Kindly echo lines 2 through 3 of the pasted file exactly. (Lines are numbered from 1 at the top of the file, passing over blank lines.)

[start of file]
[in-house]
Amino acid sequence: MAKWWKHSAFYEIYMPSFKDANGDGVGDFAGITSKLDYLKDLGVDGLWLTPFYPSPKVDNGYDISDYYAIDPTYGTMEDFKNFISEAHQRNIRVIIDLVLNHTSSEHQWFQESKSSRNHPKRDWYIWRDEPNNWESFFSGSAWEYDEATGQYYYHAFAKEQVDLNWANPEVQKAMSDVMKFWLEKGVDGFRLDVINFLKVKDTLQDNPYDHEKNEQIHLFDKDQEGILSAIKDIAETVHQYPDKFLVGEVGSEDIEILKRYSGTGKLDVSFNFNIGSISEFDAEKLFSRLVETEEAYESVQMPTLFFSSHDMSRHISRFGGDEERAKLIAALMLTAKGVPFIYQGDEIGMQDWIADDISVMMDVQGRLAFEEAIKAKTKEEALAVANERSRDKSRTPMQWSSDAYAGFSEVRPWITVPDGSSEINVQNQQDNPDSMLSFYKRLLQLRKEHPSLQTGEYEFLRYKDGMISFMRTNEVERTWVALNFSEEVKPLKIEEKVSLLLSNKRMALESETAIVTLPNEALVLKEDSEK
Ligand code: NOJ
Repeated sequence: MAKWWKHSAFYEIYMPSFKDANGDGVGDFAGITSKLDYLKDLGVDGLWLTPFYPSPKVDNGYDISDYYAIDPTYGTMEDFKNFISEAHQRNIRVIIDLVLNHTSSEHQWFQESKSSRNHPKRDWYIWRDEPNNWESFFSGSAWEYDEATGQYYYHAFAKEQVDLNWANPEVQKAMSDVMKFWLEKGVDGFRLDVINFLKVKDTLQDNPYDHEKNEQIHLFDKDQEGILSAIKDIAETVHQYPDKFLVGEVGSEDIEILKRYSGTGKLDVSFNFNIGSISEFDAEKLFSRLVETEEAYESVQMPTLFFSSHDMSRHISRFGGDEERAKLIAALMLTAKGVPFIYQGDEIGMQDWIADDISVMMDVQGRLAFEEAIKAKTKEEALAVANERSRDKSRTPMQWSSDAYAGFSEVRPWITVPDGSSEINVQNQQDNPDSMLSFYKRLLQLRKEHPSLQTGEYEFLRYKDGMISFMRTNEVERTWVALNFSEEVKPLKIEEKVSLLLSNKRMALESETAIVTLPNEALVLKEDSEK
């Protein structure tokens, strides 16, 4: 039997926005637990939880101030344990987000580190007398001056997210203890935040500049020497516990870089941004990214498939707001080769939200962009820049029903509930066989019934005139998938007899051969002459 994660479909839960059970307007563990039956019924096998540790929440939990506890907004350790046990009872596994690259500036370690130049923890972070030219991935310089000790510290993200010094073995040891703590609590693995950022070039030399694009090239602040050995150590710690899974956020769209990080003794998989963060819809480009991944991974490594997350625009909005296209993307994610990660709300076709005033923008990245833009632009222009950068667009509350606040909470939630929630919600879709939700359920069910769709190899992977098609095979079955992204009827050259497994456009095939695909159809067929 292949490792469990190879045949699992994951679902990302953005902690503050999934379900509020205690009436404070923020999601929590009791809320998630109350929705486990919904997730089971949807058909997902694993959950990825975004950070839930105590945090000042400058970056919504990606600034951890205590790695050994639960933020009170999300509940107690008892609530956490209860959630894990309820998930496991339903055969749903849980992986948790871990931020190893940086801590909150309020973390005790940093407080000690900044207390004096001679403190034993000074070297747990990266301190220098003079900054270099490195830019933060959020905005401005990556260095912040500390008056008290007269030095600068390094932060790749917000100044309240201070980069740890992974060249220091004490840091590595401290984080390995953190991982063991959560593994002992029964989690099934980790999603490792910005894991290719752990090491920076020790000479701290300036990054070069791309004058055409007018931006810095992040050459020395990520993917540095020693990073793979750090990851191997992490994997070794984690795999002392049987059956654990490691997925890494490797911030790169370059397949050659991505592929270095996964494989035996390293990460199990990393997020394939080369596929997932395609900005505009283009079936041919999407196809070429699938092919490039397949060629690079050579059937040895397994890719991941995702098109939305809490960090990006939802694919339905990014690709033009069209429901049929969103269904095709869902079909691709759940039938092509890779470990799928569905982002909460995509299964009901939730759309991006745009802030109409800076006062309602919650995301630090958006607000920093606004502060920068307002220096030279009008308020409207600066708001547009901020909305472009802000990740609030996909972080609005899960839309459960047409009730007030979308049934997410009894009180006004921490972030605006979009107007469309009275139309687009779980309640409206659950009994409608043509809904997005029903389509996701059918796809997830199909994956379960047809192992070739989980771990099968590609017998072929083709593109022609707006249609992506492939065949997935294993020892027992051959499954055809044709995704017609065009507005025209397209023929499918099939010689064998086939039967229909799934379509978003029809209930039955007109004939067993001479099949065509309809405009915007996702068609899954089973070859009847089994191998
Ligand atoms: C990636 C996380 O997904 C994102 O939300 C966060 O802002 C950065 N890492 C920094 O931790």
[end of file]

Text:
Amino acid sequence: MAKWWKHSAFYEIYMPSFKDANGDGVGDFAGITSKLDYLKDLGVDGLWLTPFYPSPKVDNGYDISDYYAIDPTYGTMEDFKNFISEAHQRNIRVIIDLVLNHTSSEHQWFQESKSSRNHPKRDWYIWRDEPNNWESFFSGSAWEYDEATGQYYYHAFAKEQVDLNWANPEVQKAMSDVMKFWLEKGVDGFRLDVINFLKVKDTLQDNPYDHEKNEQIHLFDKDQEGILSAIKDIAETVHQYPDKFLVGEVGSEDIEILKRYSGTGKLDVSFNFNIGSISEFDAEKLFSRLVETEEAYESVQMPTLFFSSHDMSRHISRFGGDEERAKLIAALMLTAKGVPFIYQGDEIGMQDWIADDISVMMDVQGRLAFEEAIKAKTKEEALAVANERSRDKSRTPMQWSSDAYAGFSEVRPWITVPDGSSEINVQNQQDNPDSMLSFYKRLLQLRKEHPSLQTGEYEFLRYKDGMISFMRTNEVERTWVALNFSEEVKPLKIEEKVSLLLSNKRMALESETAIVTLPNEALVLKEDSEK
Ligand code: NOJ